Randy ShumwayU.S. Consumer Confidence Index. The Conference Board Consumer Confidence Index® increased moderately, jumping 1.8 points from 96.3 in December to 98.1 in January.

The Present Situation Index remained unchanged at 116.4, and the Expectations Index increased 2.9 points from 83.0 to 85.9.

Opinions about the current state of the economy hasn’t changed much. Consumers who said business conditions are “good” remained at 27.2 percent, while those who said business conditions are “bad” decreased 0.4 percent to 18.5 percent. Opinions about the labor market also declined. Those who claimed jobs are “plentiful” decreased from 24.2 percent to 22.8 percent, but those who claimed jobs are “hard to get” also decreased from 24.5 percent to 23.4 percent.

Consumers remain positive about the short-term outlook of the economy. The percentage of consumers who expect business conditions to improve over the next six months, rose from 14.5 percent to 16.2 percent. Likewise, consumers expect the labor market to continue improving. The percentage of consumers who anticipate more jobs in the next six months increased from 12.4 percent in December to 13.2 percent in January.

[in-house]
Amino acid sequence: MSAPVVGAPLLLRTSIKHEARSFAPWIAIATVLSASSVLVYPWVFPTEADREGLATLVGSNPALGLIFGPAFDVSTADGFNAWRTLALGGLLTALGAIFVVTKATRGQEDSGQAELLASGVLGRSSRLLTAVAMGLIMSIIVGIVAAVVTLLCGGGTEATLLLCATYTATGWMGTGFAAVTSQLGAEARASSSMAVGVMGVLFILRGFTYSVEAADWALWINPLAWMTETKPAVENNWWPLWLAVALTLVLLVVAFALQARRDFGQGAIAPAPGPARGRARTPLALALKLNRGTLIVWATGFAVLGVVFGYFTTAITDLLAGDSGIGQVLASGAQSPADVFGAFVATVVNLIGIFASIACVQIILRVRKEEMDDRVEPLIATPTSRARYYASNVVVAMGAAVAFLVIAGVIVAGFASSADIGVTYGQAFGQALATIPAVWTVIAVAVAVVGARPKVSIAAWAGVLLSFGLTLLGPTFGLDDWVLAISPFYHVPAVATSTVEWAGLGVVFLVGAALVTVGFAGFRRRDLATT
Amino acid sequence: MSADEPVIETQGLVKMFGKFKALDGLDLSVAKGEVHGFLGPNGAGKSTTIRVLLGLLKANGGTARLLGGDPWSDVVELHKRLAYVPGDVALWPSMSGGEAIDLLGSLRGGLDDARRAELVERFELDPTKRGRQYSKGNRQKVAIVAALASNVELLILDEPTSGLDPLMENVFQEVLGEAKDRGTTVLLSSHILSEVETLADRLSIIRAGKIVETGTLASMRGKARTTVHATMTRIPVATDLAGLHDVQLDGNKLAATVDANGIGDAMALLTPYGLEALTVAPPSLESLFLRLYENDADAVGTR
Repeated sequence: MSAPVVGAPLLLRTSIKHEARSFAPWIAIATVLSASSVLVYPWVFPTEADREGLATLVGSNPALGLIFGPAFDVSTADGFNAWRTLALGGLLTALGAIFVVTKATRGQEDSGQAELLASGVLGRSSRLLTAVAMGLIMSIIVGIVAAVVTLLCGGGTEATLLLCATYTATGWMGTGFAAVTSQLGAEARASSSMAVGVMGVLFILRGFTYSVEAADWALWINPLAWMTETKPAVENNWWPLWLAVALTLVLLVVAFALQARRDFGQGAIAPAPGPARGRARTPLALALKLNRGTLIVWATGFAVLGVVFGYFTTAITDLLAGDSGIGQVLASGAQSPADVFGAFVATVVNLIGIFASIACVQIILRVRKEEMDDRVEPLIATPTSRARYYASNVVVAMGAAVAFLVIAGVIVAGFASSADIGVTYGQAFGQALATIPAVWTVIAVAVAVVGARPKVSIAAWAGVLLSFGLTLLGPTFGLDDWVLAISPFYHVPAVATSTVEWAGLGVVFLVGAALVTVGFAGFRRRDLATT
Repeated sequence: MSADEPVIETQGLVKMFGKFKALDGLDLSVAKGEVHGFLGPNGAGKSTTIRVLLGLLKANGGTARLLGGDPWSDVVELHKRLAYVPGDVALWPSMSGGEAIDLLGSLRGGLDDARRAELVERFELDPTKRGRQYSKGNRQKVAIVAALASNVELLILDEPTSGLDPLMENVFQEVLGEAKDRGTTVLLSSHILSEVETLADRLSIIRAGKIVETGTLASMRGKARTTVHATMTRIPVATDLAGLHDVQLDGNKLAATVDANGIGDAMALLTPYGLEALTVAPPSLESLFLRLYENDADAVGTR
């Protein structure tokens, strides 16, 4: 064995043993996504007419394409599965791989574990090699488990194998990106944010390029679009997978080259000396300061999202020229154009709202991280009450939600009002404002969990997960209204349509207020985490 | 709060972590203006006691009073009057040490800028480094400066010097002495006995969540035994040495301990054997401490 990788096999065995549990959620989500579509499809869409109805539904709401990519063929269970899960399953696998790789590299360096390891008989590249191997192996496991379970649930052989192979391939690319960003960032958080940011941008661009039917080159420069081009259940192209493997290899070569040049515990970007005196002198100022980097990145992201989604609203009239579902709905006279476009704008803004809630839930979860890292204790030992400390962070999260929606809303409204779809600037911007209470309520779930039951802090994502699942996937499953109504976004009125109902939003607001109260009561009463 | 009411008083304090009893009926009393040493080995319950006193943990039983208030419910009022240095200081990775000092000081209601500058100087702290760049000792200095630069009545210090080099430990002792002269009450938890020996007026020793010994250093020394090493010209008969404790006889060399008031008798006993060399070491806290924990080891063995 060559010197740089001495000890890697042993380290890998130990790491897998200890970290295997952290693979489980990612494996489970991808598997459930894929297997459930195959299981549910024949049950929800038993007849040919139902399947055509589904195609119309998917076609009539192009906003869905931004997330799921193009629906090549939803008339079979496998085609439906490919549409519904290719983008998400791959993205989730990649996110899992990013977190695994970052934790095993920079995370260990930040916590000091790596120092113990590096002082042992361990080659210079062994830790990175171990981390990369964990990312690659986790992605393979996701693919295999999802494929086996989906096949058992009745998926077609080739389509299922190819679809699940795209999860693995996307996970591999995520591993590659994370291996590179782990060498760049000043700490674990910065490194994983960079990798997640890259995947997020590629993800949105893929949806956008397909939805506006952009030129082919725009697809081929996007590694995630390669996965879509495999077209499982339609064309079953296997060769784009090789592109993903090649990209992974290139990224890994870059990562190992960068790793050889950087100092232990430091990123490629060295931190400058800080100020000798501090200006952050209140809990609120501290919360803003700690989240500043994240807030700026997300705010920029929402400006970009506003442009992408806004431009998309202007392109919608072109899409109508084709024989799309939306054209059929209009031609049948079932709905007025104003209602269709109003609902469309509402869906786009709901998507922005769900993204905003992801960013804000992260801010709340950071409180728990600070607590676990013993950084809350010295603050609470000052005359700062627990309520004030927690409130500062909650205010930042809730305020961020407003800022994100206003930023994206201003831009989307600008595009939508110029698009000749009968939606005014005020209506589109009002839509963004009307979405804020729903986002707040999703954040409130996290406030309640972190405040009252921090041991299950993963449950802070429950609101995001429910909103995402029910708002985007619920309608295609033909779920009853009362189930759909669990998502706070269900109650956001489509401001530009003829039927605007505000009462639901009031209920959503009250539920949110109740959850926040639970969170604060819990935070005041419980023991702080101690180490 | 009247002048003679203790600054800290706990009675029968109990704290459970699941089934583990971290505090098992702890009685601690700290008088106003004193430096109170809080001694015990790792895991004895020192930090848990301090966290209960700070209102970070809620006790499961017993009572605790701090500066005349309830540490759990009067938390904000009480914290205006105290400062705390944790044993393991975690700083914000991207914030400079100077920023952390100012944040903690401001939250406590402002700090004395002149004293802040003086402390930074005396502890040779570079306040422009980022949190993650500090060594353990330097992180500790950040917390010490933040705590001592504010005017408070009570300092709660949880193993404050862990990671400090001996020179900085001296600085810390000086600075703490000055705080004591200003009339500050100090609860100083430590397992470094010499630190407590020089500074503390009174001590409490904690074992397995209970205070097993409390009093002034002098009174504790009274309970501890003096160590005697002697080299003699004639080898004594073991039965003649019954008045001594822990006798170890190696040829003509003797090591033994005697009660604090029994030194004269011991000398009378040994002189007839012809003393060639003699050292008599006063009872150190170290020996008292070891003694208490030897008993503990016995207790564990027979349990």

U.S. Consumer Price Index. The U.S. Consumer Price Index (CPI) decreased 0.3 percent at the end of last year, but has increased 0.7 percent over the last 12 months, remaining below the Federal Reserve’s national inflation target of 2 percent. Annual inflation for 2015 averaged 0.1 percent, with a 0.1-percent decline in the first half of the year and a 0.3-percent increase in the second half of the year.

The two indexes that experience the most volatility—energy and food—both fell for the second month in a row, which contributed to the overall decline of the CPI.  Flagging gasoline and oil indexes brought the energy index down 2.4 percent. The food index decreased 0.2 percent, primarily as food at home prices for meat, poultry, fish, and eggs fell.

In contrast, the ‘all items less food and energy’ index rose 0.1 percent in December, which marks the smallest increase since August. Shelter, medical care, auto insurance, education, and tobacco prices increased in December, while prices for clothing, airline fares, personal care, new vehicles, and communication decreased.